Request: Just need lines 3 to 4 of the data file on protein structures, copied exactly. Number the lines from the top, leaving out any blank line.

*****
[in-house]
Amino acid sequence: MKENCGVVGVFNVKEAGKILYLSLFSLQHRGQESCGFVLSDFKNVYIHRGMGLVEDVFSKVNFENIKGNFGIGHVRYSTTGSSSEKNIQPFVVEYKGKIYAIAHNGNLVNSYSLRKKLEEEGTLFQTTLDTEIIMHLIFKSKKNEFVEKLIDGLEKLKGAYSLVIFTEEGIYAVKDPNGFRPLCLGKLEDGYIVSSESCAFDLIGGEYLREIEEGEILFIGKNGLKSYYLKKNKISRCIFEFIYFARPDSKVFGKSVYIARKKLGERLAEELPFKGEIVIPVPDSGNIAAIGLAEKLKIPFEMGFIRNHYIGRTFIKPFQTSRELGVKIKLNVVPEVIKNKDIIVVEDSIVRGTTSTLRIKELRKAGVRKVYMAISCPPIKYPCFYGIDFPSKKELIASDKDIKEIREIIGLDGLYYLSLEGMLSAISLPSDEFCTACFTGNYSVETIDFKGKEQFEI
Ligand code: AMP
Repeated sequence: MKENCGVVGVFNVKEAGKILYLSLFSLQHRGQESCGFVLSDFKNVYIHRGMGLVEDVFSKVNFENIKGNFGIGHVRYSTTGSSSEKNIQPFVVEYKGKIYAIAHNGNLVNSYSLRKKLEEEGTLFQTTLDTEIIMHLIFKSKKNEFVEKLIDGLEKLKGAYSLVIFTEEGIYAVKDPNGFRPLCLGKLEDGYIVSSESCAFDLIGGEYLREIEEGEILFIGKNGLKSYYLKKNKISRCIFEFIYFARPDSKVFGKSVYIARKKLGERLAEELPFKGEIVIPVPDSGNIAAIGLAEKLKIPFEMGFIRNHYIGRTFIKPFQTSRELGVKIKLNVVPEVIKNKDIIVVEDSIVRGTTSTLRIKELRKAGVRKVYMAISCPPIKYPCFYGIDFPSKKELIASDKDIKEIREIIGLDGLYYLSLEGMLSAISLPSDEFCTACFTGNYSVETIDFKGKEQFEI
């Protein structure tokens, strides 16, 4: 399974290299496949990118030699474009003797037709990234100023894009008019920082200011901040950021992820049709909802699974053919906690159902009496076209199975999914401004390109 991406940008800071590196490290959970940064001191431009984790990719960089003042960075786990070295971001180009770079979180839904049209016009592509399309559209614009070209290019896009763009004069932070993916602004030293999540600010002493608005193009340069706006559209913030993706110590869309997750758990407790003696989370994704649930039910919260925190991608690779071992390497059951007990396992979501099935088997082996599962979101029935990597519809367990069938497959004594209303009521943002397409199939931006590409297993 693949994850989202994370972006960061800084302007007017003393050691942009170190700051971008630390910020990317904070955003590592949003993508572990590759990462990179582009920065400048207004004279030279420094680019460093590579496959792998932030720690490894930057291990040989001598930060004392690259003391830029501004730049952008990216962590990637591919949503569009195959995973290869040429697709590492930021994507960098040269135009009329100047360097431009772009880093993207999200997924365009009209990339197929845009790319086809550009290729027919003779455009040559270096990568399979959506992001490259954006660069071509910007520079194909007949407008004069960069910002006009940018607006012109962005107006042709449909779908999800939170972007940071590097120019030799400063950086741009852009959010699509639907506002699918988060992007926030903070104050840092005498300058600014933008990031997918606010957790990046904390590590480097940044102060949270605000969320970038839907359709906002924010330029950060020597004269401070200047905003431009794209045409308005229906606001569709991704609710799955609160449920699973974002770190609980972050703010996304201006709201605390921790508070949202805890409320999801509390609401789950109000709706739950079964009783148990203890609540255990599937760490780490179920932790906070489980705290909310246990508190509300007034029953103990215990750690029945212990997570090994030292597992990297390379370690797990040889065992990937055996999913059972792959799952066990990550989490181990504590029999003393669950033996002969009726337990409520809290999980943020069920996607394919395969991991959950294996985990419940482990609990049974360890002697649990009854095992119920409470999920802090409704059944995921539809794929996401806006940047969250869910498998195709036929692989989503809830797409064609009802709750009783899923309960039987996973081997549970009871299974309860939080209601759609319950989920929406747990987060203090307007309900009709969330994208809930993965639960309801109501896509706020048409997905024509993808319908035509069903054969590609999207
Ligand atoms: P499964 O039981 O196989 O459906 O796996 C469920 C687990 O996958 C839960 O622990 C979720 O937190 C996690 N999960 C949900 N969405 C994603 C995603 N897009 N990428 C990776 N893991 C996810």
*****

Ligand code: AMP
Repeated sequence: MKENCGVVGVFNVKEAGKILYLSLFSLQHRGQESCGFVLSDFKNVYIHRGMGLVEDVFSKVNFENIKGNFGIGHVRYSTTGSSSEKNIQPFVVEYKGKIYAIAHNGNLVNSYSLRKKLEEEGTLFQTTLDTEIIMHLIFKSKKNEFVEKLIDGLEKLKGAYSLVIFTEEGIYAVKDPNGFRPLCLGKLEDGYIVSSESCAFDLIGGEYLREIEEGEILFIGKNGLKSYYLKKNKISRCIFEFIYFARPDSKVFGKSVYIARKKLGERLAEELPFKGEIVIPVPDSGNIAAIGLAEKLKIPFEMGFIRNHYIGRTFIKPFQTSRELGVKIKLNVVPEVIKNKDIIVVEDSIVRGTTSTLRIKELRKAGVRKVYMAISCPPIKYPCFYGIDFPSKKELIASDKDIKEIREIIGLDGLYYLSLEGMLSAISLPSDEFCTACFTGNYSVETIDFKGKEQFEI